One thing that is still free, however, is dressing up and having your photo taken next to some of the beautiful auction cars on display.
Sunday is closing day of this extravaganza, and the capping event is the Pebble Beach Concours d’Elegance, held on the 18th hole of the famous golf links of the same name. Here, one truly does have the opportunity to see things one might never see again; cars of all eras and types, each one more perfectly prepared than the next.
Here’s a favorite of mine: a 1937 Cord, exhibited by current members of the Cord family.
At the far end of the field, we came upon something truly extraordinary: not one, not two, but 22 of the 34 V-12 powered 250 Testa Rossa race cars built between 1956 and 1961. For a Ferrari enthusiast like me, this was absolutely heaven on earth.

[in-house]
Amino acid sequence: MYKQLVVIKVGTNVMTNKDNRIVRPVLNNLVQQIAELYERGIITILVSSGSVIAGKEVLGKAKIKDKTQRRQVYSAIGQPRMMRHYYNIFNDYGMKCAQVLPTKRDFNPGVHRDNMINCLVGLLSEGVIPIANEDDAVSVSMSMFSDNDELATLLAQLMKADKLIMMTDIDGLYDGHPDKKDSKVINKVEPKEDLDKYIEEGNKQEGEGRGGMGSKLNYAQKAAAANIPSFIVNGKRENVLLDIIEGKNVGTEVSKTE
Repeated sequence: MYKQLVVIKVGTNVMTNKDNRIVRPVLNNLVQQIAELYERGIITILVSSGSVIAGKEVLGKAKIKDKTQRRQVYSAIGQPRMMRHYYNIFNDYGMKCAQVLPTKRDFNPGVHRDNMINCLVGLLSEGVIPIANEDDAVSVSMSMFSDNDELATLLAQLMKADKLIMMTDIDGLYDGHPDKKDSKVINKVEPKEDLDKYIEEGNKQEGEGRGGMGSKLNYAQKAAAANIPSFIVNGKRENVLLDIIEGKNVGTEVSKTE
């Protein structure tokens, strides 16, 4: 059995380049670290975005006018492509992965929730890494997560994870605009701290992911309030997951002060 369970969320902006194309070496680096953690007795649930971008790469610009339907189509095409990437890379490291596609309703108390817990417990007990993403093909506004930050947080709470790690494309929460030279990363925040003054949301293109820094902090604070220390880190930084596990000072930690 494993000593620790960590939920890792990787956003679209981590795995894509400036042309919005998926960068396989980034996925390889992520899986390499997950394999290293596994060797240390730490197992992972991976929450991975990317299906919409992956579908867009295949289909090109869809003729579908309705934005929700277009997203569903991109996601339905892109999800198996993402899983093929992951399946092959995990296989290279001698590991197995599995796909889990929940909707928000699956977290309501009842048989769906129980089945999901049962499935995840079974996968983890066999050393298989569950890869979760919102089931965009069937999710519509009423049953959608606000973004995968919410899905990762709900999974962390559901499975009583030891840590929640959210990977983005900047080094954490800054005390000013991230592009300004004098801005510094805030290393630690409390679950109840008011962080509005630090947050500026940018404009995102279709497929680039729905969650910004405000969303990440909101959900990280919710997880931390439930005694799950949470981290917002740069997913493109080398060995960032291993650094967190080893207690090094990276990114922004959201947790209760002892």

Also on display were some cars that I’d seen before, but only on the screen, like the 1931 Rolls-Royce that “starred” in the 1964 film The Yellow Rolls-Royce.
In past years, I’ve shown some cars in judged concours, and while it may seem much ado about very little, I can tell you that your stomach churns the entire time and that, for compulsive fellows like me, there is no speck of dust too small to notice – and remove.
People-watching at Pebble Beach may be the very best of the weekend. Even the scalpers are elegant!
After a last glass of champagne courtesy of Rolex, and before the drive home, I strolled the grounds one last time and just took in the atmosphere of the occasion. It’s safe to say that I’ll be back.
For more information, please visit www.pebblebeachconcours.net.